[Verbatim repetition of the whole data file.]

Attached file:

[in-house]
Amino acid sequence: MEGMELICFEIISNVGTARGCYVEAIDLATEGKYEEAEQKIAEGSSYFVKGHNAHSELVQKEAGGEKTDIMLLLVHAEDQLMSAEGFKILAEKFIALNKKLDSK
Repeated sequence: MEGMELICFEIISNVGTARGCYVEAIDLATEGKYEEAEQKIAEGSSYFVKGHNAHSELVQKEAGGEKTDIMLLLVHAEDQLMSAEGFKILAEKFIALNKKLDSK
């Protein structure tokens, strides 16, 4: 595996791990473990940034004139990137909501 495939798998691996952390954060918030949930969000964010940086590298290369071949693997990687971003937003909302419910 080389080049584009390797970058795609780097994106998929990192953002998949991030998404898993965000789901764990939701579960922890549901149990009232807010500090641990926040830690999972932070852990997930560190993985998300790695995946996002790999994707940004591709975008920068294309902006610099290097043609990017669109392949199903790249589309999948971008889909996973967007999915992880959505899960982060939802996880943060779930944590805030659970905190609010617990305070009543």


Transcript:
[in-house]
Amino acid sequence: MEGMELICFEIISNVGTARGCYVEAIDLATEGKYEEAEQKIAEGSSYFVKGHNAHSELVQKEAGGEKTDIMLLLVHAEDQLMSAEGFKILAEKFIALNKKLDSK
Repeated sequence: MEGMELICFEIISNVGTARGCYVEAIDLATEGKYEEAEQKIAEGSSYFVKGHNAHSELVQKEAGGEKTDIMLLLVHAEDQLMSAEGFKILAEKFIALNKKLDSK
């Protein structure tokens, strides 16, 4: 595996791990473990940034004139990137909501 495939798998691996952390954060918030949930969000964010940086590298290369071949693997990687971003937003909302419910 080389080049584009390797970058795609780097994106998929990192953002998949991030998404898993965000789901764990939701579960922890549901149990009232807010500090641990926040830690999972932070852990997930560190993985998300790695995946996002790999994707940004591709975008920068294309902006610099290097043609990017669109392949199903790249589309999948971008889909996973967007999915992880959505899960982060939802996880943060779930944590805030659970905190609010617990305070009543």